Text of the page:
Online training doesn't need to be a glorified PowerPoint

The realm of online learning has changed; if you follow a few key rules you can have a genuine impact on your learners.
September 19, 2019
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Training

When employees are asked to take time out of their already packed schedules to complete online training, it’s often met with a groan – understandably so. Online training doesn’t have a crash-hot reputation.

Many of us have probably persevered through a long PowerPoint-style piece of online training clicking the neck button as fast as possible while mostly focussed on something else.

The good news is, online training doesn’t need to be this way.

So, when we started the process of creating our suite of Chain of Responsibility online modules, the first question we asked ourselves was ’why?’. Essentially, why bother building an online module that no one wants to complete and won’t retain any information from because they are on a boredom-induced click-next frenzy?

It was essential to create training that actually mattered. We wanted our learners to complete their training feeling like their time was well spent. To do this, we followed a few simple steps.

1. Design with our audience in mind.

Before investing time and money, people generally want to know how learning applies to their job and how their skills will be improved. Long before we started designing the training, we invested time and resources to engage with stakeholders at all levels, not just those that sign-off on invoices. We took a seriously deep dive into the complexities of how the Heavy Vehicle National Law impact similar roles from different companies from a wide range of industries. By taking the time to gather and understand this information, we were able to build an unmistakable picture of what our audience wanted to know and how they wanted to engage.

2. Know and implement key learning design methodologies.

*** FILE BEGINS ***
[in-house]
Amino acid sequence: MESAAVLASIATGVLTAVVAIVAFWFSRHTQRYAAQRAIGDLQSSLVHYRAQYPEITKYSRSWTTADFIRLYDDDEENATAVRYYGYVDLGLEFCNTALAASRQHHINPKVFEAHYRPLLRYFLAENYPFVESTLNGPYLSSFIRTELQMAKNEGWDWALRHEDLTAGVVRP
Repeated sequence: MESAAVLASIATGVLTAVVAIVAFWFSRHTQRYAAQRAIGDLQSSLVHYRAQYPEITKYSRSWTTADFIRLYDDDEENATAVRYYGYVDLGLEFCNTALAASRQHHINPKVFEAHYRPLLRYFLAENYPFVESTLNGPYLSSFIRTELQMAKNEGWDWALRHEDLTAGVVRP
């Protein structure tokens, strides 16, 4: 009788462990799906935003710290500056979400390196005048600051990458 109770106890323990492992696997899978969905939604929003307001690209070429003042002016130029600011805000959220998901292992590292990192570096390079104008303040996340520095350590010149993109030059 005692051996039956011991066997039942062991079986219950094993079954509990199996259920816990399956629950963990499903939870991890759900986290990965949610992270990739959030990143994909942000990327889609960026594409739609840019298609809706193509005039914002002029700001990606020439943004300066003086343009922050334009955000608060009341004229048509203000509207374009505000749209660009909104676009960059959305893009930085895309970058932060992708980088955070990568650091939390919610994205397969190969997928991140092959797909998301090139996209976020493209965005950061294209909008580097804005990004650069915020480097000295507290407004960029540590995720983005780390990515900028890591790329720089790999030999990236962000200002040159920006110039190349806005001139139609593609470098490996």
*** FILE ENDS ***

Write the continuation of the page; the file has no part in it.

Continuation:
We’ve spent years exploring and researching the fundamentals of eLearning design theory. There’s oodles of research out there about how the human mind absorbs, assimilates and retrains information. Clever instructional design combines science and art to create learning experiences that connect with a learner. Our suite of Chain of Responsibility modules was designed to provide learners with an experience that is aesthetically pleasing and easy to navigate. Additionally, by incorporating a variety of relevant activities, quizzes, and scenarios, our learners are challenged and motivated to continue learning.

3. Test, Iterate, Repeat.

Learning should never be ‘set and forget’. Online learning modules should be regularly tweaked and improved upon, rather than building once and being done for good. The iterative design methodology is based upon a cyclic process of prototyping, testing, analysing, and refining a product or process. We continually incorporate new feedback, updates to legislation, and fresh content to ensure that our learners are getting a relevant learning experience.

In the last decade, online learning has enjoyed unparalleled growth. It allows learners to complete training anytime, anywhere and at their own pace. However, for online learning to be truly valuable and have a lasting impact, it must keep the needs of the learner central to its purpose. By understanding your audience and continuing to improve your product, online learning will start to get the reputation it deserves.

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